Psoriasis and depression can occur on their own, but when a person has psoriasis, their risk of developing depression is higher. Depression is also linked to psoriatic arthritis (PsA), an inflammatory form of arthritis connected to psoriasis but classified as a separate disorder.
While psoriasis is a skin disorder that causes plaques and scales to build up on the skin, psoriatic arthritis causes inflammation within the joints and spine, leading to joint pain, swelling, and stiffness. Both psoriatic arthritis and psoriasis can lead to depression, which is a mood disorder marked by symptoms such as chronic sadness and a lack of interest.
This article will discuss the connection between psoriasis and depression, including potential causes and triggers, symptoms, treatment, and coping.
Likelihood of Depression Increases
Psoriasis, psoriatic arthritis, and depression are all common disorders. Research showed that roughly 7.6 million adults in the United States have psoriasis. Psoriatic arthritis also affects a large number of people, roughly one million U.S. adults. Of those with psoriasis, about 30% will also experience psoriatic arthritis.
According to the Anxiety and Depression Association of America, depression is one of the leading causes of disability in young adults and affects more than 16 million American adults.
Although the average age that depression begins is 32 years old, it can occur at any age, and adolescents under 18 are shown to have high rates of depression. It’s estimated that roughly 3.2 million people between 12 and 17 experience major depressive episodes.
Research also showed that people who have psoriasis are close to 1.5 times more likely to develop depression. According to one review, roughly one in three people with psoriatic arthritis also have depression.
Women are more likely than men to experience depression if they have psoriasis or psoriatic arthritis.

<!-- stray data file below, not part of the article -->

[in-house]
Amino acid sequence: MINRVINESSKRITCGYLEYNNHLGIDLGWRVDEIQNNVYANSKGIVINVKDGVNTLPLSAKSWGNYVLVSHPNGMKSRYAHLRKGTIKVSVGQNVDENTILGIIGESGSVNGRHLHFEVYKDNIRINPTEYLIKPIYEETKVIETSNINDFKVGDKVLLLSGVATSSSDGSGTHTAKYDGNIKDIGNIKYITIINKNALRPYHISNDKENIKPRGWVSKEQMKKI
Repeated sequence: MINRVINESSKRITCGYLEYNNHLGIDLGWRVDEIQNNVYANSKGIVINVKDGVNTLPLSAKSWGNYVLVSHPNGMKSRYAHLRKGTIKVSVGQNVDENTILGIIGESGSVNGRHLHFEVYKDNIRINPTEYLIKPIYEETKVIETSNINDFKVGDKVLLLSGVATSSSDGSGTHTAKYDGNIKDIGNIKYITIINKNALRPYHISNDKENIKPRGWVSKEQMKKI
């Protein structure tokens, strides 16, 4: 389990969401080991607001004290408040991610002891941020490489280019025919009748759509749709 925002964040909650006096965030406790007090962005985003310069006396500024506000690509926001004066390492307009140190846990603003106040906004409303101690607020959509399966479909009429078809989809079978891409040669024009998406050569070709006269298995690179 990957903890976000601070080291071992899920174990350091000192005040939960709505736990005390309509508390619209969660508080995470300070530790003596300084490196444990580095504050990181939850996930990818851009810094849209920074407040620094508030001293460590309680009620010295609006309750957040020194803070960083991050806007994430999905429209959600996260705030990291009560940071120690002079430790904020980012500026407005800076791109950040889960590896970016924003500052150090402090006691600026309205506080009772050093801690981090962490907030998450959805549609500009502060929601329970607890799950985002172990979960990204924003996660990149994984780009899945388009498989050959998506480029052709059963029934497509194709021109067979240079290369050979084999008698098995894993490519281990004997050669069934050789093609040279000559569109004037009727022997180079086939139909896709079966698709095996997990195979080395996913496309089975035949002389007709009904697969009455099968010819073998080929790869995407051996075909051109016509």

The severity of psoriasis doesn’t determine a person’s likelihood of developing depression. However, some studies suggested that the more severe and long-lasting the disease, the more likely it plays a role in the onset of depressive symptoms. Although it is not clear whether a more severe case of psoriatic arthritis plays a role in depression, it is thought that the pain experienced by a person with psoriatic arthritis plays a role in the onset of depressive symptoms.
Causes and Triggers
Psoriasis is a disease that comes with social and behavioral elements. That means the answer is not as simple as saying someone is depressed because of the appearance of their skin.
The underlying causes of depression are not always obvious. However, several things can contribute to depression in people with psoriasis.
Researchers have found the same inflammatory processes that cause psoriasis may also contribute to depression. For example, one report found ongoing inflammation—as a result of elevated cytokines, including IL-1 and IL-6—is a likely culprit of the physiological and biochemical changes that drive depression and other mood disorders. Cytokines are proteins involved in the inflammatory process.
Psoriasis is an uncomfortable condition. It causes the skin to itch, burn, crack, and bleed. Living with uncomfortable and painful symptoms can make anyone depressed.
It is not usual for people who live with psoriasis to feel embarrassed when they look at their skin. Researchers found that the visibility of psoriasis can result in “poor psychological function” in people with the condition, “causing embarrassment, self-consciousness, and depression,” and feelings of “rejection, shame, and guilt.”
It is not easy to hide red, scaly patches, especially in the warmer months. And it is possible that people will treat you differently because they don’t know what psoriasis is or they think you may be contagious.
Sometimes people with psoriasis—especially during periods of flare (high disease activity)—tend to be more socially withdrawn. The lack of social interaction and support many promote depressive symptoms or make them worse.
Because psoriasis causes emotional stress, it may trigger depression as well as a cycle of psoriasis flares.